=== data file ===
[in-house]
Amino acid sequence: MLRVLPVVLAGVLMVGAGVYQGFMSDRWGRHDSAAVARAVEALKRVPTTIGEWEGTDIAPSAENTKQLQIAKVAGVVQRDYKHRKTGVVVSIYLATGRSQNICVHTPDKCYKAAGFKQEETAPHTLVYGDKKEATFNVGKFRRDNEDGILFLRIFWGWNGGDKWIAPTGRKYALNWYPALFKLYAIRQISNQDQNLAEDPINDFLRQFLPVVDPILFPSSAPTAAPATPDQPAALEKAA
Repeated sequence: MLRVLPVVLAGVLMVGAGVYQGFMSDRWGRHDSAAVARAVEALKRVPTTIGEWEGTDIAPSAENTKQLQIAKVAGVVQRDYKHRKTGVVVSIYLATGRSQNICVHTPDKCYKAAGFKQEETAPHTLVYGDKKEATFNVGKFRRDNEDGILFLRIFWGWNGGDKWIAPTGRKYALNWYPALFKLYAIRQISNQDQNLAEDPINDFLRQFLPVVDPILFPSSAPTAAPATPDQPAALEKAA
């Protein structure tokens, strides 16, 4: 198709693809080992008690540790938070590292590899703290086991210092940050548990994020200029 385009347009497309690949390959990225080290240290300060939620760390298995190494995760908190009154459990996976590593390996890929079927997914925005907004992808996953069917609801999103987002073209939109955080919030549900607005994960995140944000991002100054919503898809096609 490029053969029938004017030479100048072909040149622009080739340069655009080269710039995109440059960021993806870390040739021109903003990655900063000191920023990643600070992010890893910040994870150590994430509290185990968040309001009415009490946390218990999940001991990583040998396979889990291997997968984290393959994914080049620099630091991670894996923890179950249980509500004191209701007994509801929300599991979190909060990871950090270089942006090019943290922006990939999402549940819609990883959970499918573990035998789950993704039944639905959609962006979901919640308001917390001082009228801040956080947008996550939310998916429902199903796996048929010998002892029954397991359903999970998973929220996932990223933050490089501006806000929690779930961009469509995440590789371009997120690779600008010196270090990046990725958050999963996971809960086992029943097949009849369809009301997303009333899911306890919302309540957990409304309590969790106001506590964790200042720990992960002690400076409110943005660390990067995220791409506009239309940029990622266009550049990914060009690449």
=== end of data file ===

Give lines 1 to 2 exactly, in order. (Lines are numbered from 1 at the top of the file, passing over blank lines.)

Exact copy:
[in-house]
Amino acid sequence: MLRVLPVVLAGVLMVGAGVYQGFMSDRWGRHDSAAVARAVEALKRVPTTIGEWEGTDIAPSAENTKQLQIAKVAGVVQRDYKHRKTGVVVSIYLATGRSQNICVHTPDKCYKAAGFKQEETAPHTLVYGDKKEATFNVGKFRRDNEDGILFLRIFWGWNGGDKWIAPTGRKYALNWYPALFKLYAIRQISNQDQNLAEDPINDFLRQFLPVVDPILFPSSAPTAAPATPDQPAALEKAA